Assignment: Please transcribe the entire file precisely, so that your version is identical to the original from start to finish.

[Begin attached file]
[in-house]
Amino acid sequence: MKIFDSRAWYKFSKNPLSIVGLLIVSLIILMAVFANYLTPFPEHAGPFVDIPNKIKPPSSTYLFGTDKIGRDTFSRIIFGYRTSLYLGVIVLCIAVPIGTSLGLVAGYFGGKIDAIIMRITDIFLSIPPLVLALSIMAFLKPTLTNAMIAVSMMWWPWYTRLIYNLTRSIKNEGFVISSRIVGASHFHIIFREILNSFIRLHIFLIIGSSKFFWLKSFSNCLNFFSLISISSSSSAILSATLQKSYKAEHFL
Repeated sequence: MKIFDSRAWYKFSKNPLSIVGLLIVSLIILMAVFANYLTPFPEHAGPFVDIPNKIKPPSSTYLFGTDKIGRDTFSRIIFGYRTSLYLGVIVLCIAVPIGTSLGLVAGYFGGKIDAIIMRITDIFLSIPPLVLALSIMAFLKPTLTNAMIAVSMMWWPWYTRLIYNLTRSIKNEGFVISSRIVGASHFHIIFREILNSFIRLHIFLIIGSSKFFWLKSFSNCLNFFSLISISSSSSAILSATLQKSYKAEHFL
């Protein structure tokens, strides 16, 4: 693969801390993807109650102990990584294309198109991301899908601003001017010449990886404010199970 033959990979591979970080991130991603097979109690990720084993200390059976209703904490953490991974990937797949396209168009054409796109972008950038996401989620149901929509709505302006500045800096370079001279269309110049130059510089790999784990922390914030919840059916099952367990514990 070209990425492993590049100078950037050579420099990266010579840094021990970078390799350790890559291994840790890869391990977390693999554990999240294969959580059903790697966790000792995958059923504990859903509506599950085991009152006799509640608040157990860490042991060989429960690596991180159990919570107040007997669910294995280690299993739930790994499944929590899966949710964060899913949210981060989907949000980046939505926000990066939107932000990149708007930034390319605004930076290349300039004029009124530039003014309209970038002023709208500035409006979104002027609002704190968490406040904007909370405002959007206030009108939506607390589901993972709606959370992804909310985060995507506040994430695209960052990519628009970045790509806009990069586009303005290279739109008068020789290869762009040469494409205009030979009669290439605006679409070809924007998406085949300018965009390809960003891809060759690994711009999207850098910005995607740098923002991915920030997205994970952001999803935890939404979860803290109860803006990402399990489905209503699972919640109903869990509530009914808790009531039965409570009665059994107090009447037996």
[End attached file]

[in-house]
Amino acid sequence: MKIFDSRAWYKFSKNPLSIVGLLIVSLIILMAVFANYLTPFPEHAGPFVDIPNKIKPPSSTYLFGTDKIGRDTFSRIIFGYRTSLYLGVIVLCIAVPIGTSLGLVAGYFGGKIDAIIMRITDIFLSIPPLVLALSIMAFLKPTLTNAMIAVSMMWWPWYTRLIYNLTRSIKNEGFVISSRIVGASHFHIIFREILNSFIRLHIFLIIGSSKFFWLKSFSNCLNFFSLISISSSSSAILSATLQKSYKAEHFL
Repeated sequence: MKIFDSRAWYKFSKNPLSIVGLLIVSLIILMAVFANYLTPFPEHAGPFVDIPNKIKPPSSTYLFGTDKIGRDTFSRIIFGYRTSLYLGVIVLCIAVPIGTSLGLVAGYFGGKIDAIIMRITDIFLSIPPLVLALSIMAFLKPTLTNAMIAVSMMWWPWYTRLIYNLTRSIKNEGFVISSRIVGASHFHIIFREILNSFIRLHIFLIIGSSKFFWLKSFSNCLNFFSLISISSSSSAILSATLQKSYKAEHFL
């Protein structure tokens, strides 16, 4: 693969801390993807109650102990990584294309198109991301899908601003001017010449990886404010199970 033959990979591979970080991130991603097979109690990720084993200390059976209703904490953490991974990937797949396209168009054409796109972008950038996401989620149901929509709505302006500045800096370079001279269309110049130059510089790999784990922390914030919840059916099952367990514990 070209990425492993590049100078950037050579420099990266010579840094021990970078390799350790890559291994840790890869391990977390693999554990999240294969959580059903790697966790000792995958059923504990859903509506599950085991009152006799509640608040157990860490042991060989429960690596991180159990919570107040007997669910294995280690299993739930790994499944929590899966949710964060899913949210981060989907949000980046939505926000990066939107932000990149708007930034390319605004930076290349300039004029009124530039003014309209970038002023709208500035409006979104002027609002704190968490406040904007909370405002959007206030009108939506607390589901993972709606959370992804909310985060995507506040994430695209960052990519628009970045790509806009990069586009303005290279739109008068020789290869762009040469494409205009030979009669290439605006679409070809924007998406085949300018965009390809960003891809060759690994711009999207850098910005995607740098923002991915920030997205994970952001999803935890939404979860803290109860803006990402399990489905209503699972919640109903869990509530009914808790009531039965409570009665059994107090009447037996």